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Department
Psychology
Course
PSYC 100
Professor
Elaine Power
Semester
Fall

Description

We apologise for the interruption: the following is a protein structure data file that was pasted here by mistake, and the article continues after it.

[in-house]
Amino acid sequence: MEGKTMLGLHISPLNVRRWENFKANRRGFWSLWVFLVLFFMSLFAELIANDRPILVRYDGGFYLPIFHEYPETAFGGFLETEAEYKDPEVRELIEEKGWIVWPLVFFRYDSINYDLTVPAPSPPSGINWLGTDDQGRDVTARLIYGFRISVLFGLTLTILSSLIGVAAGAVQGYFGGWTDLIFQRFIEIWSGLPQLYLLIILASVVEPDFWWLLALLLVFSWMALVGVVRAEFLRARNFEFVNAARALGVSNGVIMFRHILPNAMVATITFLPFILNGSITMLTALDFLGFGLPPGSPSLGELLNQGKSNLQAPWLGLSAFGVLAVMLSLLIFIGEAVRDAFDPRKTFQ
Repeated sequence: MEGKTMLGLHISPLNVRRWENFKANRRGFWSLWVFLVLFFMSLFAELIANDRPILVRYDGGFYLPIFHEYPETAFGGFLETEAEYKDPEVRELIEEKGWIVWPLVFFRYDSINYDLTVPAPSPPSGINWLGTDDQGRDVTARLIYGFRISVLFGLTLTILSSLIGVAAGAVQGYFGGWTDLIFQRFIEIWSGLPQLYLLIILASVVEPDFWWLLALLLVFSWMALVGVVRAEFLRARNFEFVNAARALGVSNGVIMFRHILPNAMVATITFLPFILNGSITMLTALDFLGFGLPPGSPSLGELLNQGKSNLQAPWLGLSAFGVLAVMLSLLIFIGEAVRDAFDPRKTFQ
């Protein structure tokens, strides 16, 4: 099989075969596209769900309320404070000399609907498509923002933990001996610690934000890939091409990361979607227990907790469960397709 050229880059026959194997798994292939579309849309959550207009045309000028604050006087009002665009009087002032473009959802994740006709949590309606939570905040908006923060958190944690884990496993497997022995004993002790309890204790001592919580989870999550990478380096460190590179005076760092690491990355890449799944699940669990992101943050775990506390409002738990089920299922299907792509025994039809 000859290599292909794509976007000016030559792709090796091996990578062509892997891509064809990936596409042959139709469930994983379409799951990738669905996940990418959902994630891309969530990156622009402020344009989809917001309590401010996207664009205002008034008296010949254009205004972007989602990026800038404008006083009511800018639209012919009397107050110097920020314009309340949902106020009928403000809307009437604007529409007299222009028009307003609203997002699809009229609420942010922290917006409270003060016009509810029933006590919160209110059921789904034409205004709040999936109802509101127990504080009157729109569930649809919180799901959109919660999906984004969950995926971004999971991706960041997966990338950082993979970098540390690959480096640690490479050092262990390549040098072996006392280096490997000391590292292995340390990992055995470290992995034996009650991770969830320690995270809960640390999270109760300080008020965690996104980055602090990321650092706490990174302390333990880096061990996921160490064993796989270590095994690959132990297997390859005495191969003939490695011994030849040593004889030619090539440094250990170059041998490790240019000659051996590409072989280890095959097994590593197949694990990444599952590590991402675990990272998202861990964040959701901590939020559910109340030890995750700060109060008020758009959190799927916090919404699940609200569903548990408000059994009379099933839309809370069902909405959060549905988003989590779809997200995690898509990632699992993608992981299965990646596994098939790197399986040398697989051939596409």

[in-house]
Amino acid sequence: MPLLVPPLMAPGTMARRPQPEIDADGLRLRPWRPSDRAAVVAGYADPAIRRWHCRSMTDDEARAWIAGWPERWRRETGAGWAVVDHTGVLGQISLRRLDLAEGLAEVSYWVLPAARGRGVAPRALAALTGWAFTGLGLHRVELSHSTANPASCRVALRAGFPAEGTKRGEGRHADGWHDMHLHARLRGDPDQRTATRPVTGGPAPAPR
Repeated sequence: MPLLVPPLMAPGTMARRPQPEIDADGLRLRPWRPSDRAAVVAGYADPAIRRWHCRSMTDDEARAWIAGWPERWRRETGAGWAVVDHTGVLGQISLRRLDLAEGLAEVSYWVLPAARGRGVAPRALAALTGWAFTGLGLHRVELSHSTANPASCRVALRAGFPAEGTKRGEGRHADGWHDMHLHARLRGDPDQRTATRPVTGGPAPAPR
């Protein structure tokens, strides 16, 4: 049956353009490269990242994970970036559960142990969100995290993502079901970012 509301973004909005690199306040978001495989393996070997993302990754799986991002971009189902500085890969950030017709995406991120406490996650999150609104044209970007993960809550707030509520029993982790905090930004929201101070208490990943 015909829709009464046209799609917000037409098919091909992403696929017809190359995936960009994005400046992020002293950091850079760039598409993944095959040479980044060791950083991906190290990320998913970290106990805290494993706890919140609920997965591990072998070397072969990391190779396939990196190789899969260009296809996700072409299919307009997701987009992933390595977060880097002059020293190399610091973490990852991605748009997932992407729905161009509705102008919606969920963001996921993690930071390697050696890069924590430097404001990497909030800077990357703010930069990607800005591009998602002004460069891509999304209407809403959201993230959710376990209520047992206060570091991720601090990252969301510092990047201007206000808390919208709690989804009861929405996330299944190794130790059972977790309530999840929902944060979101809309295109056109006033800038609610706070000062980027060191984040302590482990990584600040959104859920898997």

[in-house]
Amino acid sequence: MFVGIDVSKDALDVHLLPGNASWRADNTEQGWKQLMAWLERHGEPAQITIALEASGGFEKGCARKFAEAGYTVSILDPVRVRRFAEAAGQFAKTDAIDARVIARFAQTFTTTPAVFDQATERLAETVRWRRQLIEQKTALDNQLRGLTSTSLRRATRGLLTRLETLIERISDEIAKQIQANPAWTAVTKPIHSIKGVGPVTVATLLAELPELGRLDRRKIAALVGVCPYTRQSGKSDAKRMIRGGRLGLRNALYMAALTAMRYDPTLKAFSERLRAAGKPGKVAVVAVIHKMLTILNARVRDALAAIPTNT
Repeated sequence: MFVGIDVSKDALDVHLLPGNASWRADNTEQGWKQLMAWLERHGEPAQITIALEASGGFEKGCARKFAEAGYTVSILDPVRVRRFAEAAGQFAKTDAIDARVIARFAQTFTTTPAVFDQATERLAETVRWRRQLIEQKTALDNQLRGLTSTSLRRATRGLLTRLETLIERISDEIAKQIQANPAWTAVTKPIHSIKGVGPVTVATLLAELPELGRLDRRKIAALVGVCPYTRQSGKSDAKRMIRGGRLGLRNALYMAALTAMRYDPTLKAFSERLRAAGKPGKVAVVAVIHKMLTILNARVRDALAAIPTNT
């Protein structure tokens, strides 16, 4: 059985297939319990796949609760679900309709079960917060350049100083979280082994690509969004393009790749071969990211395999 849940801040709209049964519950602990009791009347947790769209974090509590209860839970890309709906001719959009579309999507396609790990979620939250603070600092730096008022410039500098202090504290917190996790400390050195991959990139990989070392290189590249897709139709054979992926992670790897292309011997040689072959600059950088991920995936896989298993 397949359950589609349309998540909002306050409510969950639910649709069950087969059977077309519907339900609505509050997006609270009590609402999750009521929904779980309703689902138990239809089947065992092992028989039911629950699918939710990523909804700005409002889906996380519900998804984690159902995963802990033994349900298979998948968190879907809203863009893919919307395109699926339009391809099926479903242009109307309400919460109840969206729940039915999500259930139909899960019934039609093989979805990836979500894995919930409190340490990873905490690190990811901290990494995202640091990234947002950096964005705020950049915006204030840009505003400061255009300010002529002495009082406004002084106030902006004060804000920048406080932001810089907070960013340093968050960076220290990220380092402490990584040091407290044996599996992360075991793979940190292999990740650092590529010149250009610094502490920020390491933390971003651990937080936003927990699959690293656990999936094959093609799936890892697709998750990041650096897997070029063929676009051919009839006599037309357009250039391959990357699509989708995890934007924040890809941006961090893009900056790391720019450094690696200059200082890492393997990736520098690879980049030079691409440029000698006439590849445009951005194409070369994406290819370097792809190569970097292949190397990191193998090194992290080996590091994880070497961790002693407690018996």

Week 13 Key Properties of Language - Semanticity: the extent to which a form of communication can meaningfully represent ideas, events, and objects symbolically - Generativity: the ability to use a limited number of words and a few rules to combine words into virtually an unlimited number of sentences - Displacement: Refers to the ability to use language to convey messages that are not tied to the immediate context (can use language to communicate about events in the past or the future or at other location) o Vervet monkeys do not display this as they can only communicate about the here and now and can not talk about the python they scared off last week What Comprises Language? - Phonemes: the minimum unit of language that conveys meaning in a particular language o About 200 in the world, English uses 45 o Phonological rules govern how phonemes can be combined in a given language o One month olds can detect phonemes in all different languages but at twelve month can only recognize them in their native language - Morphemes: the smallest unit of meaning in language o Phonemes are combined to from morphemes o The word fastest contains two morphemes, /fast/ and /ist/ o Fast- is a free morpheme (because it can stand on its own and still have meaning) and ist is a bound morpheme (because it must be attached to other morpheme to have meaning) o Morphemes are NOT syllables, happy has one morpheme, unhappy two, and unhappiness three o Mean length of utterance (MLU) is the average number of morphemes that a child uses (also important in looking at grammar development) Syntax - All languages have syntactical rules (grammar) which are certain principals that allow us to combine words into phrases, clauses, or sentences - Syntactical rules are learned implicitly (they can not be described verbally) - Signaled by word order (very important in English but not all necessarily all languages), word class, function and constant words, affixes, word meanings (semantics), and prosody o Class refers to the grammatical categories (noun, verb, etc.) o Function words are quantifiers, articles, and prepositions (at, to, the, a, and, but, when) whereas constant words are nouns, verbs, more adjectives, and adverbs (apple, rug, went, caught, heavy) o Affixes are prefixes or suffixes o Prosody refers to the changes in pitch, stress, and rhythm that accompany speech - Pragmatics is the social use of language (talk to a police officer and your friend differently, irony, sarcasm Semantics - Prince William put the wedding band on Kates finger - No one is concerned about Kate-s hand under the weight of all those musicians - Understanding of semantic rules can be attributed to that, and therefore have a great impact on the compensation of a language Levels of Language Analysis - Comprehension of an utterance requires the listener to: recognize the sounds (phonemes) in the utterance, identify the words in the message and associate them with their meanings, analyze the syntax of the message, and interpret the utterance in its context Speech Production - Articulators: the mouth and structures that make speech sounds - Co-articulation: articulators not involved in the current sound are free to take up positions to get ready for the next sound they are involved in - Speech sounds are not sequentially produced, but the system must anticipate and accommodate upcoming sounds in motor programming at the same time as current sounds are being articulated Categorical Perception - Christopher is a language savant, and converse fluently in 16 languages. However he has autism spectrum disorder and lacks the skills needed to look after himself. This suggests that cognition is composed of distinct abilities and that language is somehow qualitatively different from other abilities - Categorical perception: language is somehow special and different from other cognitive abilities - Our ability to discriminate far exceeds our ability to label. For example, most people would call all these colours orang. If pushed, you might also suggest tangerine, ochre and amber but you probably couldnt apply those labels with confidence, the way you can apply the label orange to all of them. However, you can easily tell pairs of these apart you can discriminate them. - The development of categorical perception depends on experience. Written Language - A visual symbol system that is imposed on top of an auditory symbol system (oral language) - Phonetic reading: sounding out - Whole-word reading: reading by sight - Phonemic awareness: analyze phonemes in ways that are not required for language comprehension Eye Tracking - When we view a scene, our saccades are not random we tend to fixate on the interesting features of the image. Interesting depends on both the context of the scene and out specific interest in that scene (For example, eye movements in the cafeteria will depend on if you are hungry or if you are looking for your friends) Language Development - Child directed speech/infant directed talk (IDT) is characterized by clear pronunciation, exaggerated intonations, careful distinctions between similar-sounding phonemes, relatively few abstract words and function words, and a tendency to isolate constituents - Tends to refer to tangible objects the child can see, to what the child is doing, and to what is happening around the child - At around 8-10 weeks infants begin cooing, making their first speech like sounds - At around 7 months, infants begin babbling, when infants begin to mix consonants and vowels together - The Two-Word Stage occurs around 18 to 20 months of age when children start putting two words together, and their linguistic development takes a leap forward o Grammar of childrens language at the two-word stage appears to be universal o Young children do not form complex sentences because of their small vocabulary, because of their limited working memory capacity, and because their cognitive development has not reached a stage in which they can learn the complicated rules of syntax - Children beginning to use words will often overextend words, generalize the words they know to a wider variety of contexts than is appropriate for those words. For example, a child might refer to any man he or she sees as dad. Infants at this time also underextend, in that, for example, the word ball may mean specifically the ball that they own and not refer to any other spherical toys. Nativism - Noam Chomsky was a linguist who proposed that the development of language encompasses a process simply too complex to be the product of environmental learning alone. - Newly formed sentences are represented in the brain in terms of their meaning, which he called their deep structure o Represents the kernel of what the person intended to say - In order to say a sentence, the brain must transform the deep structure into the appropriate surface structure: the particular form a sentence takes - Believes children are born with an innate knowledge of universal grammar, the basic features that are part of all of the worlds languages. - According to this perspective, there is no learning involved in out early language acquisition; we have no more control then we do over the growth of our bodies (though we require exposure to words like the body requires food) o The fact that the vast majority of people will develop a high competency for their native language (that no members of any other species are capable of) is a big point in favor of the nativist point of view. o This difference between humans and non-human animals may be the result of a pair of genetic mutations in a gene called FOXP2 - Other evidence for the nativist theorists is found in the existence of critical periods. Critical periods are times in development during which the brain is extremely responsive to learning a specific type of knowledge. These seem to occur for language development in the first years of life (Genie) Interactionist - These theorists view language acquisition either as a product of either the childs social environment, or as a learning experience guided by the infant themselves. - Recognize that there are biological factors involved in language development, but place much more emphasis on environment and learning than do the nativists. - View grammar as being a property that emerges from the complexity of a growing vocabulary rather than the biologically endowed universal grammar supported by nativists. Speech Production and Brocas Aphasia - The frontal lobes of the brain are responsible for speech production - Damage to a region to the motor association cortex in the left frontal lobe (Brocas area) disrupts the ability to speak - Characterized by slow, laborious, and no